Mahmoud pointed out that there are desperate families who knocked on the wrong door, and sought the help of clairvoyants and sorcerers under the pretext that their problem is caused by demonic possession or evil spirits. As a result, the situation gets worse. They turn a deaf ear to the fact that it is a mental illness like any other illness that requires treatment and medical follow-up.

Due to the absence of specialized treatment centers and because the families put a lid on mental illness cases, no authority could give accurate figures of these cases, but some estimated them to be hundreds.

Imprisoned In The Camp

In a poor and illiterate environment, people are confused about different cases. For instance, those who suffer from autism could harness their capabilities in several areas and some of them may excel. Yet, all cases here are dealt with as if they suffer from the same disorder. The ill-treatment in these special cases increases when the victim is a girl.

In Hasan Shami camp for persons with disabilities in the east of Mosul, the father of a Zahr the teenager (14 years), who suffers from autism, did not find a solution to curb her hyperactivity, except for tying her to a metal chain inside a tent next to the family’s tent. He sits on a bench outside to guard her all day.

The chain that encircled Zahr’s waist and tied her to the tent’s iron structure gave her a space barely to move within, not exceeding two meters in diameter, that was the world in which she lived. The father, who is a retired employee, says that his heart goes for his daughter, but he has no choice but to imprison her for fear of something much worse than her illness, as he justifies.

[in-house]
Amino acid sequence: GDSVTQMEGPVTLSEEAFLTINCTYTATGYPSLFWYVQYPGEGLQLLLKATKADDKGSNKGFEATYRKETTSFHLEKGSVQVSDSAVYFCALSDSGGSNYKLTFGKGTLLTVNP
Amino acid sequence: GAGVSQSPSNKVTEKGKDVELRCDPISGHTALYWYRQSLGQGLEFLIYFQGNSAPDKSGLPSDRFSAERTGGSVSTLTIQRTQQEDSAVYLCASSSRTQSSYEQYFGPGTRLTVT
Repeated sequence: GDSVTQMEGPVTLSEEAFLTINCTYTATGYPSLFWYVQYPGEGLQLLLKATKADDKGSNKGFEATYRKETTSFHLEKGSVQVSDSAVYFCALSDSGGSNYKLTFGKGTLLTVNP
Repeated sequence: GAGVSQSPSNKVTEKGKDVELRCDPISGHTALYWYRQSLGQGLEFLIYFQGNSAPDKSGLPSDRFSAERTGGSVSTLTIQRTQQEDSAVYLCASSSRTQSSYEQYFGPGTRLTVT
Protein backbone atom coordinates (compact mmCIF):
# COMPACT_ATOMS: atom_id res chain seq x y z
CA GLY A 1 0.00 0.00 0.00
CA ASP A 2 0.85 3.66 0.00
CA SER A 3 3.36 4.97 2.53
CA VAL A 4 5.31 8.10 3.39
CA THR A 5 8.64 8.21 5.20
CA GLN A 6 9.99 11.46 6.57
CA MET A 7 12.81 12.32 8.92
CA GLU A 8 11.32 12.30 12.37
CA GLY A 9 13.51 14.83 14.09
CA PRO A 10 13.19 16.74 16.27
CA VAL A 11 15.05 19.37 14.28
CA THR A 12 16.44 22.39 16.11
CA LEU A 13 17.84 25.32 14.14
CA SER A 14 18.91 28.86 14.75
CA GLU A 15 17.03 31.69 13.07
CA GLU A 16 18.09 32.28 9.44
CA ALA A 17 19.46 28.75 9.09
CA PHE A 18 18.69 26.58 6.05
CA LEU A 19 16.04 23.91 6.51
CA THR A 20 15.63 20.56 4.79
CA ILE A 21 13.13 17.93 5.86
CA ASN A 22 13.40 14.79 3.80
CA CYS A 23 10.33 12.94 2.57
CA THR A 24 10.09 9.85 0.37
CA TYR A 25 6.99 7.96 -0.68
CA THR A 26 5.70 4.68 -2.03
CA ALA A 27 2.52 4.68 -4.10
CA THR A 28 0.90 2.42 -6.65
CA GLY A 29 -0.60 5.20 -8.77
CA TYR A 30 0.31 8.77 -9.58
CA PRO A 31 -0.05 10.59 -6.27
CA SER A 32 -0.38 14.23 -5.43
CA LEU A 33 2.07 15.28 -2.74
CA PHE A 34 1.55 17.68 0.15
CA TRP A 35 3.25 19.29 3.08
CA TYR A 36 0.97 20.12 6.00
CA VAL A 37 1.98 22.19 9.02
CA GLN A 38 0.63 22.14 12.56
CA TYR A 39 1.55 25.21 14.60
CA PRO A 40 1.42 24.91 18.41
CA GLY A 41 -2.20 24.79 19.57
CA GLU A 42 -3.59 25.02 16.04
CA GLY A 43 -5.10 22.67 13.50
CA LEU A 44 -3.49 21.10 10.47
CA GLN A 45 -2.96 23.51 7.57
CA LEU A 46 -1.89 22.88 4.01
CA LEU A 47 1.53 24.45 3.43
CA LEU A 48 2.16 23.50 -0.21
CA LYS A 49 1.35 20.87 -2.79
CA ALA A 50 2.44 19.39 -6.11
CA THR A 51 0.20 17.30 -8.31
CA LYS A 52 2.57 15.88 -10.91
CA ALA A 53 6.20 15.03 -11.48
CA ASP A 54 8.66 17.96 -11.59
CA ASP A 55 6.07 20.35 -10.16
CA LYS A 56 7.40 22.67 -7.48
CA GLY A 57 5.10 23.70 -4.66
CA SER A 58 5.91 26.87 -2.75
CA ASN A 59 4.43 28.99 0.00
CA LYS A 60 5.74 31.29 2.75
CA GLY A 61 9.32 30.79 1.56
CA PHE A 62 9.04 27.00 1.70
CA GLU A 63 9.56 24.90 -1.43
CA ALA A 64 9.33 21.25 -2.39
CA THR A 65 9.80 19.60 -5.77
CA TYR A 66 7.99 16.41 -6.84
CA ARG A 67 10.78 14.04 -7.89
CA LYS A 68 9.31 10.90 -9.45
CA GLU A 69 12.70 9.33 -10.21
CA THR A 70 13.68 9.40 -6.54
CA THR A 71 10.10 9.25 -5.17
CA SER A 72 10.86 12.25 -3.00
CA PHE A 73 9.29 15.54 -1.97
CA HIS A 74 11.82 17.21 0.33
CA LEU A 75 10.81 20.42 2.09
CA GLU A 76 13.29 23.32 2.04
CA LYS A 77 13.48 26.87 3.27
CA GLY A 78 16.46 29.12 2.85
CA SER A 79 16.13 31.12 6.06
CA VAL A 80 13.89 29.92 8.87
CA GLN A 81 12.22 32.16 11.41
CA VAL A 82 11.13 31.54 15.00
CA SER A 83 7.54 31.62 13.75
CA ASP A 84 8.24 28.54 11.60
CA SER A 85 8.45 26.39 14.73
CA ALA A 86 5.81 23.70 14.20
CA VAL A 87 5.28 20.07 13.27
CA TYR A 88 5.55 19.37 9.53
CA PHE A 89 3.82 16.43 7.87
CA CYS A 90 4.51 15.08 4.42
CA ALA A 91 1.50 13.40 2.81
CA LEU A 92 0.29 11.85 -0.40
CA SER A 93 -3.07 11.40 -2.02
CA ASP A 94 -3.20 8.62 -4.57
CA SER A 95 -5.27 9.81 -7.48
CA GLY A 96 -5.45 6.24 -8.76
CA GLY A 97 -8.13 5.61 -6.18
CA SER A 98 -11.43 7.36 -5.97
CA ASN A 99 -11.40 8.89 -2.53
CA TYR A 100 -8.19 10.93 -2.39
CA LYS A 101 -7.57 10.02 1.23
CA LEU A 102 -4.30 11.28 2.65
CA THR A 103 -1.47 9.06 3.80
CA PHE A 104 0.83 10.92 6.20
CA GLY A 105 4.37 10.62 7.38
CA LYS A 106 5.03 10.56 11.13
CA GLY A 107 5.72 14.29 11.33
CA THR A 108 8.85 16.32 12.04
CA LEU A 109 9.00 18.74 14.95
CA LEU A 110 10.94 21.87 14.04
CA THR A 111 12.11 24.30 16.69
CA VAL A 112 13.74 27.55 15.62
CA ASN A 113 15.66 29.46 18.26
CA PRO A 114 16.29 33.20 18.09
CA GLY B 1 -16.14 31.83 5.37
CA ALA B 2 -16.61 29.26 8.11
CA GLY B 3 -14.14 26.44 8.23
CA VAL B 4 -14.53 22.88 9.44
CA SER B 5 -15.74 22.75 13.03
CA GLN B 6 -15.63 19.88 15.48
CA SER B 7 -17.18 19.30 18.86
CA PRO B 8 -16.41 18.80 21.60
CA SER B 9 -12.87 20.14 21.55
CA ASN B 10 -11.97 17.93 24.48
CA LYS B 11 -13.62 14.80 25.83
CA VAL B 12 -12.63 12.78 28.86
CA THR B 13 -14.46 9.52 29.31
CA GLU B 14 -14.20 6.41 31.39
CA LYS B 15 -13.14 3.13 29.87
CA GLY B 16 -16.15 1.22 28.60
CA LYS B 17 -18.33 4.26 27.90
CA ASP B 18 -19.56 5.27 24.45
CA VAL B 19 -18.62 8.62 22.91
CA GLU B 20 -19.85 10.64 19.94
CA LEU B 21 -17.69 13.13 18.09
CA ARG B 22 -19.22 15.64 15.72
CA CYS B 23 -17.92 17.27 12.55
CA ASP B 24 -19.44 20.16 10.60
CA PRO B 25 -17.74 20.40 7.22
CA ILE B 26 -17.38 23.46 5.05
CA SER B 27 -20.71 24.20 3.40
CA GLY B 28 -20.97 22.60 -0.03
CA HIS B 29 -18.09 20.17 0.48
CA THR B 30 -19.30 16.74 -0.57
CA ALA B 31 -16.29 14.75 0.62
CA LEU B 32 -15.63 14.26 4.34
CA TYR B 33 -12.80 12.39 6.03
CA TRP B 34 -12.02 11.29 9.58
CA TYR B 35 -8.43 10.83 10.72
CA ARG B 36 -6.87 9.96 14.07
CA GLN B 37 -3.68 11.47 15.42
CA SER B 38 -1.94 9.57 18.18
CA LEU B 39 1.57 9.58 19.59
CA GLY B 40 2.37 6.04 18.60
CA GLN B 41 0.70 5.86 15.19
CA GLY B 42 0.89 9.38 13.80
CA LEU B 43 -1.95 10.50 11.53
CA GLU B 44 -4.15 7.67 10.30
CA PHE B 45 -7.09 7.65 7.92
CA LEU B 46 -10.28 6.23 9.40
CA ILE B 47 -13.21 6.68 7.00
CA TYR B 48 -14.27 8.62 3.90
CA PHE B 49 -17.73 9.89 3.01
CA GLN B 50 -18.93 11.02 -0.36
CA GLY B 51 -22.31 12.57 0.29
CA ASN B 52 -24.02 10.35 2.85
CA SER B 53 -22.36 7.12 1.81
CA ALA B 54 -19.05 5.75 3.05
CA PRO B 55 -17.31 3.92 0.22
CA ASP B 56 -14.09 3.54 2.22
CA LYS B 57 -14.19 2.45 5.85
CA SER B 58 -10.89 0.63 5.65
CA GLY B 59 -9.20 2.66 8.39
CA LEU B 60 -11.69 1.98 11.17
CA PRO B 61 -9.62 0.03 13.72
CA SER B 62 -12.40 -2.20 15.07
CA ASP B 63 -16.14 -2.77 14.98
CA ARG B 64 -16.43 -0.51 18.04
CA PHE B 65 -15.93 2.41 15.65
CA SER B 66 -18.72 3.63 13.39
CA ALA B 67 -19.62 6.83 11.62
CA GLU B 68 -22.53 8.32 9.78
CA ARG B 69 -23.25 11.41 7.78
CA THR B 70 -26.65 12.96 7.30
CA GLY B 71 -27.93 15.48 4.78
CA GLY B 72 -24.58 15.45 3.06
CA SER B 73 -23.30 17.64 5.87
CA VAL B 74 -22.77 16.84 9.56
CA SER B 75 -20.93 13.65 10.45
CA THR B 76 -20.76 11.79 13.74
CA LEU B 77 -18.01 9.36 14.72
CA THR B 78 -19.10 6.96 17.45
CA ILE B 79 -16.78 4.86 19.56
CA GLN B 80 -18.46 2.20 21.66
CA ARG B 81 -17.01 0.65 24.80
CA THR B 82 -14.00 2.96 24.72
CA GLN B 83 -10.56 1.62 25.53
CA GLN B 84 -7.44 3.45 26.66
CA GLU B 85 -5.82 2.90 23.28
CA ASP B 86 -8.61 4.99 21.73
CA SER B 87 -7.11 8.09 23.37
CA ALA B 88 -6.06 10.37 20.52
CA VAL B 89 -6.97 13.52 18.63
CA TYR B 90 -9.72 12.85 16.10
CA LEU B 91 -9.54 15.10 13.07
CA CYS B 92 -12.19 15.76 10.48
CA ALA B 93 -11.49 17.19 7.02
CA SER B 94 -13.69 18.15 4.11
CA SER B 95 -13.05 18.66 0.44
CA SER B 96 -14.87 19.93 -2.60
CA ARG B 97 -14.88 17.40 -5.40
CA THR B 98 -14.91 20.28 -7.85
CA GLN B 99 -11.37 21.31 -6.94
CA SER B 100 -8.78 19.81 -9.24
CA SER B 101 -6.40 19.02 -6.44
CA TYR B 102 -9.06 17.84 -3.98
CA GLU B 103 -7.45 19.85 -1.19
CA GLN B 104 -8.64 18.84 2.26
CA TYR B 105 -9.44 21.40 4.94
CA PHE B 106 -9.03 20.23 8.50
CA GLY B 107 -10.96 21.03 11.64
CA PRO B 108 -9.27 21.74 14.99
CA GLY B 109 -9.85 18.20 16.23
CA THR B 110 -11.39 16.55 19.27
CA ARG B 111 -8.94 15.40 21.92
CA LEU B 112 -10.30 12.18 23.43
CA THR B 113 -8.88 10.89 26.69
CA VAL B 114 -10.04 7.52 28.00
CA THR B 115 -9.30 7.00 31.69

Her father was referring to his fear of her being sexually harassed. In the absence of specialized psychological treatment centers, the likes of Marwan, Zahr and Fayez will have no shelter but the street and will turn homeless if their families lose their patience, which is the case of others stray in the alleys of Mosul, but without care or shelter, They are threatened and abused by disease and hunger. The city has witnessed many of them during the past few decades as a result of negligence and successive wars, and most of them disappeared in the liberation battles from “ISIS” with their fate unknown.

The report was made with the support of the Nirij Investigative Journalism Network.